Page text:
Lee Daniell, 83: Baritone for "The Ambassadors"

"God's Gonna Getcha For That."

In mid-1970s, The Ambassadors, a Southern gospel quartet, recorded a hit with its rendition of  the song. Lee Daniell sang baritone for the Atlanta-based singing group. He joined in the late 1960s  after a stint with The Songmasters,  another local quartet at the time.

He didn't leave the Songmasters due to any animosity, said Archie Westof Roswell, who was a member of the group. He simply moved on.

While with the Songmasters, Mr. Daniell wrote a song the crooners cut for an album. "My Loving Savior," didn't  blaze the charts like "God's Gonna Getcha for That," which friends and relatives say almost cracked the top 10 on the Southern Gospel hit list.

Still, it was high-quality, said Mr. West, who has a copy of the album that contains the song.

"{Lee} could blend in and fill in the gaps that needed to be filled," he said. "He had a voice that blended well, and he did a great job."

The Ambassadors were popular from the 1960s to the late 1990s. The group traveled the gospel quartet circuit in the Midwest and  the Southeast. It performed in county and state fairs and churches.

At their height, the singers performed at the Grande Olde Opry and the Texas Jubilee, an annual concert held in Tyler, Texas.  They retired in 1996.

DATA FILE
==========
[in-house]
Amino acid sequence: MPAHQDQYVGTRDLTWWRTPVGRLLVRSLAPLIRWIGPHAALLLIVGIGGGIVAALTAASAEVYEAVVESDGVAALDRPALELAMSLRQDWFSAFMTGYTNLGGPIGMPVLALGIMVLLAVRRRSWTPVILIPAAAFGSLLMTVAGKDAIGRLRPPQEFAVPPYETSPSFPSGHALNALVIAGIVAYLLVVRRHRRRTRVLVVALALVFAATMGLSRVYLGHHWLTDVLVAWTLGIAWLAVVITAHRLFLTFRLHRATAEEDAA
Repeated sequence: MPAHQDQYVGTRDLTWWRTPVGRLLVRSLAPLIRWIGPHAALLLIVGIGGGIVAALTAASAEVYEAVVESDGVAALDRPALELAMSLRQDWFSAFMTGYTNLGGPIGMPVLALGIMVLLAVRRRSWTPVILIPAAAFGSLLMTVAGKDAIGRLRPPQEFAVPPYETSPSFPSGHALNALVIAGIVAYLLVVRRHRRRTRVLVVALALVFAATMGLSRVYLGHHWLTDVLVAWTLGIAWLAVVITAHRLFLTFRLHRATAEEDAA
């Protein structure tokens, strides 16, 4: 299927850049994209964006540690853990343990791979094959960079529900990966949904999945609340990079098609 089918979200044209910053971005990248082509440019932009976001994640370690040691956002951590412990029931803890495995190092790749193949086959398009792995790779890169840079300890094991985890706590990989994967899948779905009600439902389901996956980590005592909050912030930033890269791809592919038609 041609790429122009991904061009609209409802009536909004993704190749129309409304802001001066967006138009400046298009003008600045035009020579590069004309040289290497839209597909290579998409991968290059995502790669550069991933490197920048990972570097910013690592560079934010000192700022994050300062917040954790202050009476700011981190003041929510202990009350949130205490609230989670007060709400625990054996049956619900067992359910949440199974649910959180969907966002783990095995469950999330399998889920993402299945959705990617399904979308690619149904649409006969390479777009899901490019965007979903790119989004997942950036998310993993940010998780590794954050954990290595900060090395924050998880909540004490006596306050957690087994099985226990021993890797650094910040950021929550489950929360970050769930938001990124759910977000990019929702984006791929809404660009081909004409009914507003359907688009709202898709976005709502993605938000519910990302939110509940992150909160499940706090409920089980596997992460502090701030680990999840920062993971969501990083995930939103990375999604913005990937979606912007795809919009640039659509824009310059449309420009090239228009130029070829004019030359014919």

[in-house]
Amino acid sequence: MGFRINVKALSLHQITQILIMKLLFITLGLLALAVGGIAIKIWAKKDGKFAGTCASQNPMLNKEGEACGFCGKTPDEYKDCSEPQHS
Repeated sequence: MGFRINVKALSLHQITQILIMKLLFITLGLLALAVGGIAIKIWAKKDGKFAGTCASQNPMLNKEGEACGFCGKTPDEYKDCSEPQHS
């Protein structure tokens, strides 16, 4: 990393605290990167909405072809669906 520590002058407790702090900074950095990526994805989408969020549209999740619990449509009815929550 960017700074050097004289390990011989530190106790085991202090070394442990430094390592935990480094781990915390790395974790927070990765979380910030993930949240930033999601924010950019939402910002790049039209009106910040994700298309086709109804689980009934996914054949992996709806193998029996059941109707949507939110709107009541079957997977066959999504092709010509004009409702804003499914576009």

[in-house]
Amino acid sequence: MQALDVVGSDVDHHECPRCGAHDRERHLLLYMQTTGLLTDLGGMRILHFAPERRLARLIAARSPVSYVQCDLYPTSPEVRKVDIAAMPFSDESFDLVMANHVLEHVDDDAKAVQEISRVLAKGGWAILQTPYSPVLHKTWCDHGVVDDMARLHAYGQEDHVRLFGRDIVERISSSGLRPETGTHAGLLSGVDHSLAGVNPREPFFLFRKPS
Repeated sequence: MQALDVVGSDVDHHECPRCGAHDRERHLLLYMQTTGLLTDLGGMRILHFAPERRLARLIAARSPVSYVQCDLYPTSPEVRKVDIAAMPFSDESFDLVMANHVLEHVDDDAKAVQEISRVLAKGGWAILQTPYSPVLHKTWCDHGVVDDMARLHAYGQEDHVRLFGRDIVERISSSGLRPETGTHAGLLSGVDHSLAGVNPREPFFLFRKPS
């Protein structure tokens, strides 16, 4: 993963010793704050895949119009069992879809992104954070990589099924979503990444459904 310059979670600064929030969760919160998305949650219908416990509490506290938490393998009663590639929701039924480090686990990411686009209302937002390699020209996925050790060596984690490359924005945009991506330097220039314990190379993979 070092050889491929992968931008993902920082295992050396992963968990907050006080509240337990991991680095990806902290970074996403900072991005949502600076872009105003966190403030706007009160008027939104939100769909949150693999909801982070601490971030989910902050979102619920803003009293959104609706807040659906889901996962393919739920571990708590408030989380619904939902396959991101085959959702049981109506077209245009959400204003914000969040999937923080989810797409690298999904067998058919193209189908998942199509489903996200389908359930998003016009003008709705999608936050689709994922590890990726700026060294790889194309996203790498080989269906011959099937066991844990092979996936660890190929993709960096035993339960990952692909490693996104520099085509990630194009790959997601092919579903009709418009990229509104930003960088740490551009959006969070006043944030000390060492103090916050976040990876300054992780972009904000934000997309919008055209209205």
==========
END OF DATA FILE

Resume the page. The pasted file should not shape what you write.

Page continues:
Jimmy Helton of  Copperhill, Tenn., used to get The Ambassadors to perform at Temple Baptist when he was choir director at the church in Blue Ridge.  He eventually became the group's lead singer.

Mr. Daniell, he said, had a responsibility besides singing: He handled the quartet's business affairs.

"What he told people, they could take to the bank," Mr. Helton said. "That's the kind of fella he was."

Son John L. Daniell Jr.of Villa Rica remembers attending concerts that extended beyond cut-off time. A two-hour show could go on for three. Fans wanted to hear the music.

"I do remember an all-night singing at the municipal auditorium downtown," he said. "I was a youth. That's what we did on weekends, and it's how he showed his faith."

Mr. Daniell suffered from kidney disease and had been on dialysis the last 10 years. He didn't qualify for a kidney transplant because of his age. He underwent dialysis three days a week, five hours each time.

On Sunday, John Lee Daniell of Douglasville died from complications of kidney disease at his home. He was 83. The funeral will be 1 p.m. today at Pleasant Grove Baptist Church in Hiram. Gene Davis Funeral Home in Mableton is handling arrangements.

Mr. Daniell was a 1943 graduate of West Fulton High School. After graduation, he joined the Navy  and was stationed on the U.S.S. Wyoming for two years during World War II. He operated two businesses in metro Atlanta -- Central Plumbing Supply Co. and Mableton Marine.

His hobbies included bass fishing and bowling. Both paled when compared to his love for southern gospel, said a daughter, Bonnie Daniell of Grayson.

"I can remember them practicing in a circle singing," she said, "and I would stand on a chair between them. It's something I will never forget."

Additional survivors include his wife of 62 years, Charlotte Morgan Daniell of Douglasville; another daughter, Linda Lammof Marietta; another son, Jim Daniell of Augusta; 14 grandchildren; and three great-grandchildren.